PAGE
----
As you may know, BHL recently acquired tens of thousands additional titles by ingesting open access texts supplied by the Internet Archive. Read the original announcement here.
One title in particular stands out as one of those works that really highlights the passage of time, the evolution of scientific thought, and associative leaps we take for granted is Robert Lee Bates' 1923 investigation "The effects of cigar and cigarette smoking on certain psychological and physiological functions".
The author quantifies the effects smoking on the performance of daily tasks that require a variety of cognitive and physiological coordinations. I found the methods of the dart throwing sequence and the description of the darts used particularly interesting (made of wood, six inches long including the feathers). A smoker's word choice is also considered in free association studies. Do we repeat ourselves more after smoking? Does a non-smoker use more colorful language, favoring ornate description?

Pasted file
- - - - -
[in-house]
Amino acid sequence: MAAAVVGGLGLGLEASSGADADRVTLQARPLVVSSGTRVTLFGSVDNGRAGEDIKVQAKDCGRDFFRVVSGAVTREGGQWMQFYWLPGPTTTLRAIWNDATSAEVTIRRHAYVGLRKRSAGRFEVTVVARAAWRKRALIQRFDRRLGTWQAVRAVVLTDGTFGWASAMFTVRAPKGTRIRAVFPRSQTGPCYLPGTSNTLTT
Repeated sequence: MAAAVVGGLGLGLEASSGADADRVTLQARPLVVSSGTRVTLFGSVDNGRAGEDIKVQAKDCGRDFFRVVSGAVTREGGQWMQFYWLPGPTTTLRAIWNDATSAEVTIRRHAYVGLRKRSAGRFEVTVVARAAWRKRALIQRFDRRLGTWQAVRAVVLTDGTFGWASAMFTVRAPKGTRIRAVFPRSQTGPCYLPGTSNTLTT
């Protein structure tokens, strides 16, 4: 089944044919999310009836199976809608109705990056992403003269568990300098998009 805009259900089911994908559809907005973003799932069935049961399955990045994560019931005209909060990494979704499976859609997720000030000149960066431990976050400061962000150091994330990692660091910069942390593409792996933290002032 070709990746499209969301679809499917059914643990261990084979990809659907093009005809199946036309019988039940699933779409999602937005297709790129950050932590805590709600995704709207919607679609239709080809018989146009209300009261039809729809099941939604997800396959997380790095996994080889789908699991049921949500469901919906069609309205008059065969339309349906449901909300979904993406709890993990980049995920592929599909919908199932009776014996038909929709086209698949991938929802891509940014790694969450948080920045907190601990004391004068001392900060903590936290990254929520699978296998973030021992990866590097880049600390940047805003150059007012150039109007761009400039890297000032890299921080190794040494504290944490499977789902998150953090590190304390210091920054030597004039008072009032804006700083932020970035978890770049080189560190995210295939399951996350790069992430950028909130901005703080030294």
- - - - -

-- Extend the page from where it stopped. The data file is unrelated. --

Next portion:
While we take for granted that smoking is toxic, we don't generally think of its effects on cognitive ability in the same way we would a shot of tequila. Should we? What makes a drug a drug? and if smoking interferes with hitting a bull's eye, what about sugar? For me, the BHL never ceases to provide an opportunity to consider and (re)evaluate our notions of scientific truth.
I won't give away all the fun and seemingly antiquated bits of scientific inquiry. But, suffice it to say, at the end of the day back in 1923, more study was needed.